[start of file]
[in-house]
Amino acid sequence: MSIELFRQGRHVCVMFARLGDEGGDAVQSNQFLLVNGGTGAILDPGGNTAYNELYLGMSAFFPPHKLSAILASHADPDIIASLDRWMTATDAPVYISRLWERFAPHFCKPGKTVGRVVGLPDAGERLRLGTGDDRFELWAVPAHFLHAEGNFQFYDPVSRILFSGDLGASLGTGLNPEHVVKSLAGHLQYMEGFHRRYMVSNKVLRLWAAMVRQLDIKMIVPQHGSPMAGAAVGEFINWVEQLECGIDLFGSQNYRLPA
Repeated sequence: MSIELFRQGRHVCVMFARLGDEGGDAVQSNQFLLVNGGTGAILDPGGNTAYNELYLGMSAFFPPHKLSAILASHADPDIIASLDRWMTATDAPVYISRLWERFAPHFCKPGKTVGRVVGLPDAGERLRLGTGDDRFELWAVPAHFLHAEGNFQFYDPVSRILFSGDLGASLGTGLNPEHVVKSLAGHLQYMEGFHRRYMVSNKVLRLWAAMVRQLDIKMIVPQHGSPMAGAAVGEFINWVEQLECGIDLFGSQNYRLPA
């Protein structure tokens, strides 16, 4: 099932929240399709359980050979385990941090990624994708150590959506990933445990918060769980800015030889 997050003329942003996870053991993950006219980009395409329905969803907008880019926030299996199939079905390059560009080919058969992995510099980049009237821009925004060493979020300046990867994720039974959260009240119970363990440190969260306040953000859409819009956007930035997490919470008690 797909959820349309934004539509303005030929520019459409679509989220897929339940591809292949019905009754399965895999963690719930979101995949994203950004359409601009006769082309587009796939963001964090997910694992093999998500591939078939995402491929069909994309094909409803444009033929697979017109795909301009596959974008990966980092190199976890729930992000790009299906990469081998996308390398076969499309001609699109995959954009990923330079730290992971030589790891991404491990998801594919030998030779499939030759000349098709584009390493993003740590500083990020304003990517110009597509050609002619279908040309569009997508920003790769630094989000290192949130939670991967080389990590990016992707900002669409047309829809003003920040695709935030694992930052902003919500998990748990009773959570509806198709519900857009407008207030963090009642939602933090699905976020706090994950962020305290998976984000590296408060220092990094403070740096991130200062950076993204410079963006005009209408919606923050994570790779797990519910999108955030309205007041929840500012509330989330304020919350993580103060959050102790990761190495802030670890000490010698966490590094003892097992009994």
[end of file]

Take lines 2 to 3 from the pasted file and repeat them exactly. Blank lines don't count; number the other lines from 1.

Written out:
Amino acid sequence: MSIELFRQGRHVCVMFARLGDEGGDAVQSNQFLLVNGGTGAILDPGGNTAYNELYLGMSAFFPPHKLSAILASHADPDIIASLDRWMTATDAPVYISRLWERFAPHFCKPGKTVGRVVGLPDAGERLRLGTGDDRFELWAVPAHFLHAEGNFQFYDPVSRILFSGDLGASLGTGLNPEHVVKSLAGHLQYMEGFHRRYMVSNKVLRLWAAMVRQLDIKMIVPQHGSPMAGAAVGEFINWVEQLECGIDLFGSQNYRLPA
Repeated sequence: MSIELFRQGRHVCVMFARLGDEGGDAVQSNQFLLVNGGTGAILDPGGNTAYNELYLGMSAFFPPHKLSAILASHADPDIIASLDRWMTATDAPVYISRLWERFAPHFCKPGKTVGRVVGLPDAGERLRLGTGDDRFELWAVPAHFLHAEGNFQFYDPVSRILFSGDLGASLGTGLNPEHVVKSLAGHLQYMEGFHRRYMVSNKVLRLWAAMVRQLDIKMIVPQHGSPMAGAAVGEFINWVEQLECGIDLFGSQNYRLPA